So marked the start of a whole other journey for me. I wasn’t sure I wanted to use the public hospital as I wondered how often they really dealt with this issue, as opposed to in my home country of Australia where hip dysplasia is quite common. I reached out to both Anne and Liesbeth, whose opinions I trusted, and they thought the public system would be okay but asked if travelling home for treatment would be an option. Anne put me in touch with Andrea, a Mum she knew who had been through something similar.

Andrea also took her daughter to PeKIP class and was constantly worried about her development. Months passed and she eventually walked, but with a limp. Anne referred her to an osteopath, who was sure she had hip dysplasia. Andrea took her daughter to her paediatrician (who, interestingly, is the same paediatrician we used for our second opinion!) who said no, she’s fine, it will correct itself. More time passed and Andrea became more and more concerned – she eventually returned to her paediatrician and demanded an X-ray for peace of mind. Lo and behold, her daughter had not only dysplasia of the hip, but an active dislocation. Poor little thing! This paed. referred her to the same Ortho Surgeon that he referred us to, who was just as hopeless as we experienced, which led Andrea to seek out treatment in her home country of Australia.

Andrea used Dr Michael Bellemore from Westmead Hospital for her daughter’s surgery, which at 18 months old was quite invasive, and she couldn’t recommend him highly enough. She put me in touch with him via email, and he was kind enough to look at Ruby’s X-rays and radiology reports and provide me with his recommended course of treatment – a hip abduction brace.

Meanwhile I was still trying to get an appointment at the public hospital, which was proving difficult. The lady I was getting on the phone spoke minimal English, and I needed to fax in all Ruby’s relevant documents and wait for their phone call. J got his assistant on the case, and after a lot of calling and hassling in Cantonese she managed to get an appointment four weeks later. This was not going to work for me – I was way too anxious about getting it sorted – so J asked her to just keep calling and hassling. The beauty of Hong Kong is that this approach actually works – we got an appointment the following Tuesday.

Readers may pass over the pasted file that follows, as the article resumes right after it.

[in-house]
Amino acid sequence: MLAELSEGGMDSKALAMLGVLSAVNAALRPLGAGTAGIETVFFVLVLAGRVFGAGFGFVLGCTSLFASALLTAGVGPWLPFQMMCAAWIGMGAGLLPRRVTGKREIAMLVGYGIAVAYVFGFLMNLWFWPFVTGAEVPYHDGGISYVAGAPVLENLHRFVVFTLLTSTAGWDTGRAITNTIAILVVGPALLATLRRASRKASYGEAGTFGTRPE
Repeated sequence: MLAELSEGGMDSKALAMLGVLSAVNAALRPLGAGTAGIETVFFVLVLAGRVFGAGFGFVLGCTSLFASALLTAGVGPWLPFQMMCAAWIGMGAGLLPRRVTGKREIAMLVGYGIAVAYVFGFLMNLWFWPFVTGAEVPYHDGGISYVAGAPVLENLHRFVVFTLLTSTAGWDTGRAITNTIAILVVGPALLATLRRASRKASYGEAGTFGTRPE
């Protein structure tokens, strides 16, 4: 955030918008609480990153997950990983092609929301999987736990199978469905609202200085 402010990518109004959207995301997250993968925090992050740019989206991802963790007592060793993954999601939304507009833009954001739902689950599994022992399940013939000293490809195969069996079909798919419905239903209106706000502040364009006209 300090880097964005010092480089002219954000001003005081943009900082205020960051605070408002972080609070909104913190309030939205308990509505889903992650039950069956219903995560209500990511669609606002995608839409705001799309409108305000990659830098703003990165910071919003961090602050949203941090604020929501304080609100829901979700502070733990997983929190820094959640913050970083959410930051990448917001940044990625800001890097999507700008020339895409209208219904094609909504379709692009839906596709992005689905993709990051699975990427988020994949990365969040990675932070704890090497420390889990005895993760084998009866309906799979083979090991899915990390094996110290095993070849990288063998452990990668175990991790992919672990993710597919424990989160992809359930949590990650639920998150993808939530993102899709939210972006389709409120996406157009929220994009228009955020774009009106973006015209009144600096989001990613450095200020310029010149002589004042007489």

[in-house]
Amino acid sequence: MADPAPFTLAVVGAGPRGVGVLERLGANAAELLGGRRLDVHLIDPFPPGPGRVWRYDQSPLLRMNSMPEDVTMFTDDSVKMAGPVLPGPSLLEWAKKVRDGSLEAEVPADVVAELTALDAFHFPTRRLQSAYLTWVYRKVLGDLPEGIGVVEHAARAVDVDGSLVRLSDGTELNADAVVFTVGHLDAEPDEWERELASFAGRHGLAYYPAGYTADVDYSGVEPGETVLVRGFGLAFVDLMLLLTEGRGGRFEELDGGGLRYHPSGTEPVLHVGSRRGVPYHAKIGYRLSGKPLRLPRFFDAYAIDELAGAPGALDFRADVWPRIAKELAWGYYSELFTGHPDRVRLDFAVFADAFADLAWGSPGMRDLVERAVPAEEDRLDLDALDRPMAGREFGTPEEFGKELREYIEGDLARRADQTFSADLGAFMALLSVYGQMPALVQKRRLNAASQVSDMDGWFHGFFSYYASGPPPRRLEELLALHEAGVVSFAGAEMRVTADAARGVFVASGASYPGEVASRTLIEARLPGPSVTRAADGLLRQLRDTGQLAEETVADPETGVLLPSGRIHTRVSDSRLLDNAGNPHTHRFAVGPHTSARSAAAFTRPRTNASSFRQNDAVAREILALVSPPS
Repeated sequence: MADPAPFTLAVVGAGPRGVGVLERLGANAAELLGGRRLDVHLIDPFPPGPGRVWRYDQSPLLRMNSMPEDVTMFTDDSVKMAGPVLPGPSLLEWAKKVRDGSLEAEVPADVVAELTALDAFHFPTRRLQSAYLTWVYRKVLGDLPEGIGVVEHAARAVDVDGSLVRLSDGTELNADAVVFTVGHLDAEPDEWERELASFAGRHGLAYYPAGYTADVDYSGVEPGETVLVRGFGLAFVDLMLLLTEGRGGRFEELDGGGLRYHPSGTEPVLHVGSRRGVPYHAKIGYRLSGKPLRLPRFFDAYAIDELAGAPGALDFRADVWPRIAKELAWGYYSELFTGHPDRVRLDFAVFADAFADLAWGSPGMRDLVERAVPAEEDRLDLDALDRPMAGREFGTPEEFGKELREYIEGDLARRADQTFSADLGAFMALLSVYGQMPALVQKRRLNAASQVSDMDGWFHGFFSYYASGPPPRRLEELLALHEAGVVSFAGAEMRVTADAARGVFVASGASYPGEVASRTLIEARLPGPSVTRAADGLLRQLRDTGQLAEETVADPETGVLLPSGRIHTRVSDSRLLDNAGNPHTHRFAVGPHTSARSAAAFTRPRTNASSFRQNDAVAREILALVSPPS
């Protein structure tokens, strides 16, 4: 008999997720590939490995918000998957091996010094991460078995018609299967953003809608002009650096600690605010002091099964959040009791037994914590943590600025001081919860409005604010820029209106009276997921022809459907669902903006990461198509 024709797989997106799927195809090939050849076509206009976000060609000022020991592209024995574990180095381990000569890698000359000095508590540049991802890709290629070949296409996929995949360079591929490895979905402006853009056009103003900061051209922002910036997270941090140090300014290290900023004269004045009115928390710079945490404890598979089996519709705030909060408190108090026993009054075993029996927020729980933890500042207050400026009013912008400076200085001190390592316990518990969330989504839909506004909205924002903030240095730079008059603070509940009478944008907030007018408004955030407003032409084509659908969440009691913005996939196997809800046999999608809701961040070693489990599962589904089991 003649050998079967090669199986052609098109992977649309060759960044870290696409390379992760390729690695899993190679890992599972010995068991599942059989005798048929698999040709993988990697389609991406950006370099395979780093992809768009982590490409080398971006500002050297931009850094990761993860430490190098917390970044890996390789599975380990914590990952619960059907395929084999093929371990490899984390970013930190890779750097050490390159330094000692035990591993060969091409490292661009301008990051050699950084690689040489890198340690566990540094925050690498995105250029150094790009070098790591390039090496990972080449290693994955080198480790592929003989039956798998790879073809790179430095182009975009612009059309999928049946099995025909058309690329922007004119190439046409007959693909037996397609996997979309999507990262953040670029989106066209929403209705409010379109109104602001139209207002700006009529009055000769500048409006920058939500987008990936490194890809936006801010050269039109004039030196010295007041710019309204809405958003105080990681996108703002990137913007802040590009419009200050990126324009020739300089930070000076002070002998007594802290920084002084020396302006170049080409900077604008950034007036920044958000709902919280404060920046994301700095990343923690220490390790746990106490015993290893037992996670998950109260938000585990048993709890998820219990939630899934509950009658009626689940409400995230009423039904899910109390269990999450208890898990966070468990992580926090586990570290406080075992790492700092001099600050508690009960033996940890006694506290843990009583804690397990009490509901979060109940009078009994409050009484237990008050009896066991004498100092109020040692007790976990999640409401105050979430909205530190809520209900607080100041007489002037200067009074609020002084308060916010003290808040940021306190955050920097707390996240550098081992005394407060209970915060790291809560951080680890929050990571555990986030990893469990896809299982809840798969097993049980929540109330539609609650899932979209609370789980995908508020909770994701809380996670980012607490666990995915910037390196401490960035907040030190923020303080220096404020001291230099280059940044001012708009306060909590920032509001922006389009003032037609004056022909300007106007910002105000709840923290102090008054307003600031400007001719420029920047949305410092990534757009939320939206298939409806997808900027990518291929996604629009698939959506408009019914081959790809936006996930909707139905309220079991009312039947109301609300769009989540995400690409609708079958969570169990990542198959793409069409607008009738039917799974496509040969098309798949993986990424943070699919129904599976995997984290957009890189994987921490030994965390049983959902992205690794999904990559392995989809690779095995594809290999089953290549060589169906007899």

Now that I had Dr Bellemore’s opinion, I felt I could bounce that off of whatever opinion the public doctor had and see how I felt. So I showed up at the hospital feeling nervous. The hospital is a tiny, dilapidated building in Sandy Bay, attached in some way to the Hong Kong University. Driving in there is absolutely no indication of where you should go or park, so I sort of parked on the side of a driveway and hoped for the best. I made my way in and approached the counter to register – you need to bring the passport and birth certificate every time you visit, and can pay the very affordable $100HK fee by Octopus! So Hong Kong. The lady in the shroff office doesn’t speak much English, and it was only after a few trips back and forth between different desks that I got all the various slips of paper I apparently needed and was directed to the waiting room.

The room was full of children in casts, which I expect is the main function of the orthopaedic clinic. There were a few smiling babies around, and one other “gweilo”¬†girl in a school uniform with a broken arm. I felt distinctly out of place and prepared for a ridiculous wait, but after about five minutes I heard Ruby’s name – “Elizabeth Wilde to Room 3”. Hey, they almost got it right!